There is increasing evidence to indicate that the ethical consumer is on the rise. So what is an ethical consumer? The definition in Wikipedia is:
“An ethical consumer is one who practices ethical consumerism”, which is “buying things that are made ethically. Generally, this means without harm to or exploitation or of humans, animals or the natural environment.”
The recent survey of business executives across Europe, the Americas, Asia, Africa the Middle East and Australasia reported that the ethical customer has emerged and expect this trend to grow (McKinsey & Company, Jul 2007). Further to this, consumers are “voting with their wallets”, such as purchasing organic products, even if they have to pay a higher price.
This is reinforced by a study of consumers in France, Germany, UK, US and Spain with about 1/3 of the 5,000 respondents highlighting that they would pay a 5-10% price premium for many ethical products. The UK is said to be leading the ethical consumerism market, with its consumers the most critical but also the most aware (Financial Times, 20 Feb 2007).
The President of Consumers International highlights that ethical trade products are growing exponentially each year, with the Fairtrade label alone retailing sales of over 2 billion Euro globally and an anticipated growth of 33% annually. UK consumers are the largest purchasers of fair-trade (ethical) products spending £25 billion on ethical goods and service in 2005.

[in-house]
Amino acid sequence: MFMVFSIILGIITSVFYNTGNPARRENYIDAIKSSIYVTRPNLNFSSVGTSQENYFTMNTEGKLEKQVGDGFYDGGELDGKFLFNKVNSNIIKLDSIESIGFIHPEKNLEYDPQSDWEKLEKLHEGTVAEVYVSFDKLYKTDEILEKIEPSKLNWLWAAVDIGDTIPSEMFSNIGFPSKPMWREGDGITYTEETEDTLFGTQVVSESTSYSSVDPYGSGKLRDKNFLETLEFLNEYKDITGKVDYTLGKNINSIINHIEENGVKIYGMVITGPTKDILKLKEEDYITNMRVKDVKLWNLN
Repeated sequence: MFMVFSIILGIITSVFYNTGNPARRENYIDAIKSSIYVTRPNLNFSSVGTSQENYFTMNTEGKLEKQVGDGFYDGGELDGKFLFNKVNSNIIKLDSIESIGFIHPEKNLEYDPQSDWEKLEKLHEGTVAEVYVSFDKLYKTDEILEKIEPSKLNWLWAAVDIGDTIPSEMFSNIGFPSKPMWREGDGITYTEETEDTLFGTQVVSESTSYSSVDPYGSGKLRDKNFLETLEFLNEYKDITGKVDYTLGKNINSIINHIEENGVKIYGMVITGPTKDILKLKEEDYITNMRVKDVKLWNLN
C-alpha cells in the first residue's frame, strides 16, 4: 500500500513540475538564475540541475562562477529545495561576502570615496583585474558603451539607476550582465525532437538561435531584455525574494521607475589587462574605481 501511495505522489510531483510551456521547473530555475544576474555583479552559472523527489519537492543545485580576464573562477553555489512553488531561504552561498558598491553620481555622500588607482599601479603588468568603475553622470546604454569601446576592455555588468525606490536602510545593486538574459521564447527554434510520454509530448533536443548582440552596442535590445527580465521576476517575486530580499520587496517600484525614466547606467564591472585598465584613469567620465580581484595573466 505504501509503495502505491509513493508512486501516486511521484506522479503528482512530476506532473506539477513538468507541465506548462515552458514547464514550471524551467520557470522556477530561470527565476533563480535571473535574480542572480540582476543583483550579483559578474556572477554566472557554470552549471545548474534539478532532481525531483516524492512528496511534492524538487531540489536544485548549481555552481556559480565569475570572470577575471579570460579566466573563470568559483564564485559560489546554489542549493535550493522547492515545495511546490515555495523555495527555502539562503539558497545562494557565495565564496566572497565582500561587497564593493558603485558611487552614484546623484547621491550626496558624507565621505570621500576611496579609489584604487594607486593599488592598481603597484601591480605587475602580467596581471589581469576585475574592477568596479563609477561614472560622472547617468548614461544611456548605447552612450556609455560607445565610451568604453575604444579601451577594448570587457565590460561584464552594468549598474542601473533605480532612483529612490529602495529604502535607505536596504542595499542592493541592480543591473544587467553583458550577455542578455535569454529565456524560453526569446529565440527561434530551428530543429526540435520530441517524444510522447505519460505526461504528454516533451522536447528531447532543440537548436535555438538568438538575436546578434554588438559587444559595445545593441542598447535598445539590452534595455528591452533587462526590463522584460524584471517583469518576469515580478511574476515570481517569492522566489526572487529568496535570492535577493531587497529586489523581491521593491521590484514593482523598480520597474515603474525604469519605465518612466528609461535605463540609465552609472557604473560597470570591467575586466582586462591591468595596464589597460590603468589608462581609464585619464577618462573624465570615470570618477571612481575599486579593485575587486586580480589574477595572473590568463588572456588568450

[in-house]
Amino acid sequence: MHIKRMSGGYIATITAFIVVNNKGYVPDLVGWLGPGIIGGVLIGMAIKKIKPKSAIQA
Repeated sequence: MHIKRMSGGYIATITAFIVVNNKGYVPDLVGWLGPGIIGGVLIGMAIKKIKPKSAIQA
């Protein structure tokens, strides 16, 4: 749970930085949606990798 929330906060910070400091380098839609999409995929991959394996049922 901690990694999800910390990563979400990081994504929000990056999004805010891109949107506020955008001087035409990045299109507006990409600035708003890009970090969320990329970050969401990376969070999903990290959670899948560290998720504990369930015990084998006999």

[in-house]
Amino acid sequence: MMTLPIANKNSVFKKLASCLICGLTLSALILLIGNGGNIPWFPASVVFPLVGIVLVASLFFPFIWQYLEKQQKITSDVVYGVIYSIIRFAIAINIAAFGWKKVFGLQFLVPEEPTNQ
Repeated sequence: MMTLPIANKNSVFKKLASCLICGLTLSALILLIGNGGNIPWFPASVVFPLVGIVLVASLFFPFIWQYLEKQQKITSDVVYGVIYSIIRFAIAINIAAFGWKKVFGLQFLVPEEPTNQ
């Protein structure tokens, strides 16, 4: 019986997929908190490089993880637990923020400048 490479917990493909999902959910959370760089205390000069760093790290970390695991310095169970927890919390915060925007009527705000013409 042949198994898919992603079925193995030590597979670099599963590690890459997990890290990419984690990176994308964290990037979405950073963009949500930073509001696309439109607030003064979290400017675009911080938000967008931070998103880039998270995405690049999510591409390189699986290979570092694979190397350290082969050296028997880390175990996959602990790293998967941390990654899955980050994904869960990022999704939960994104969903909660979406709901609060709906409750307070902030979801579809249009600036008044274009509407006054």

In the US, Millennials (those born between 1999-2001) will reward a company based on its commitment to social issues with 69% considering a company’s social/environmental commitment when deciding where to shop, 89% likely or very likely to switch from one brand to another (price and quality being equal) if the 2nd brand is associated with a good cause and 66% considering a company’s social/environmental commitment when deciding whether to recommend its products and services (2006 Cone Millennial Case Study, Cone Inc & AMP Insights).
And this view is not just limited to the Millennials with a recent study showing that 1/3 of US consumers consider both social and business practices when deciding what to by and 85% saying the would switch to another company’s products or services if a problem with business practices was uncovered. Furthermore, 87% are likely to switch from one brand to another (price and quality being about equal) if the other brands is associated with a good cause, an increase of more than 31% from 1993 (Cone Inc. 2007).
This market segment is referred to as the “Lifestyles of Health and Sustainability” (LOHAS) in the Fast Company article, Business 3.0 (March 2007). These consumers are focused on sustainable living, social justice and alternative health care. They are said to represent 30% of the American market (63 million) and are a $227 billion market. They are not necessarily wealthier but they are willing to spend a 20% premium on clean, green products.